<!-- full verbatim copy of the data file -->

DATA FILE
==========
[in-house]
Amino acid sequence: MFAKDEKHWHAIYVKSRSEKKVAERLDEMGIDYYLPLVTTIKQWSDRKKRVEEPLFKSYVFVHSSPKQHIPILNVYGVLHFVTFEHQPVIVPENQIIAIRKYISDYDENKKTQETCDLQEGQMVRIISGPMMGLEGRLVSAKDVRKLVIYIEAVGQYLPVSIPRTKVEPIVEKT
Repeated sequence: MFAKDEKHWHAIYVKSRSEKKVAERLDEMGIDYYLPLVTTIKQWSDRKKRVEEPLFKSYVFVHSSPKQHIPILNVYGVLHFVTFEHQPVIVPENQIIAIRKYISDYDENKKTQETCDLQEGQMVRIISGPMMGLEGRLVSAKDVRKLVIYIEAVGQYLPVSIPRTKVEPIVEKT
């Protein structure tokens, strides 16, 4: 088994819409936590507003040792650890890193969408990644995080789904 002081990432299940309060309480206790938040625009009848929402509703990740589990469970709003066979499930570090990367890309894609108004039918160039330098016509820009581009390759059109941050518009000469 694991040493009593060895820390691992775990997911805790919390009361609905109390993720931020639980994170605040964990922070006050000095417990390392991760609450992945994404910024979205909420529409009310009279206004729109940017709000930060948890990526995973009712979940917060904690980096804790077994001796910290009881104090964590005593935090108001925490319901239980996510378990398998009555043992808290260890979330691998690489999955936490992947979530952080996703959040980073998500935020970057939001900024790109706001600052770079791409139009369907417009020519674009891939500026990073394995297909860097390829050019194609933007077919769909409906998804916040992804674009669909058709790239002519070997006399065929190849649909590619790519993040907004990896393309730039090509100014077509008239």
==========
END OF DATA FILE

[in-house]
Amino acid sequence: MFAKDEKHWHAIYVKSRSEKKVAERLDEMGIDYYLPLVTTIKQWSDRKKRVEEPLFKSYVFVHSSPKQHIPILNVYGVLHFVTFEHQPVIVPENQIIAIRKYISDYDENKKTQETCDLQEGQMVRIISGPMMGLEGRLVSAKDVRKLVIYIEAVGQYLPVSIPRTKVEPIVEKT
Repeated sequence: MFAKDEKHWHAIYVKSRSEKKVAERLDEMGIDYYLPLVTTIKQWSDRKKRVEEPLFKSYVFVHSSPKQHIPILNVYGVLHFVTFEHQPVIVPENQIIAIRKYISDYDENKKTQETCDLQEGQMVRIISGPMMGLEGRLVSAKDVRKLVIYIEAVGQYLPVSIPRTKVEPIVEKT
């Protein structure tokens, strides 16, 4: 088994819409936590507003040792650890890193969408990644995080789904 002081990432299940309060309480206790938040625009009848929402509703990740589990469970709003066979499930570090990367890309894609108004039918160039330098016509820009581009390759059109941050518009000469 694991040493009593060895820390691992775990997911805790919390009361609905109390993720931020639980994170605040964990922070006050000095417990390392991760609450992945994404910024979205909420529409009310009279206004729109940017709000930060948890990526995973009712979940917060904690980096804790077994001796910290009881104090964590005593935090108001925490319901239980996510378990398998009555043992808290260890979330691998690489999955936490992947979530952080996703959040980073998500935020970057939001900024790109706001600052770079791409139009369907417009020519674009891939500026990073394995297909860097390829050019194609933007077919769909409906998804916040992804674009669909058709790239002519070997006399065929190849649909590619790519993040907004990896393309730039090509100014077509008239």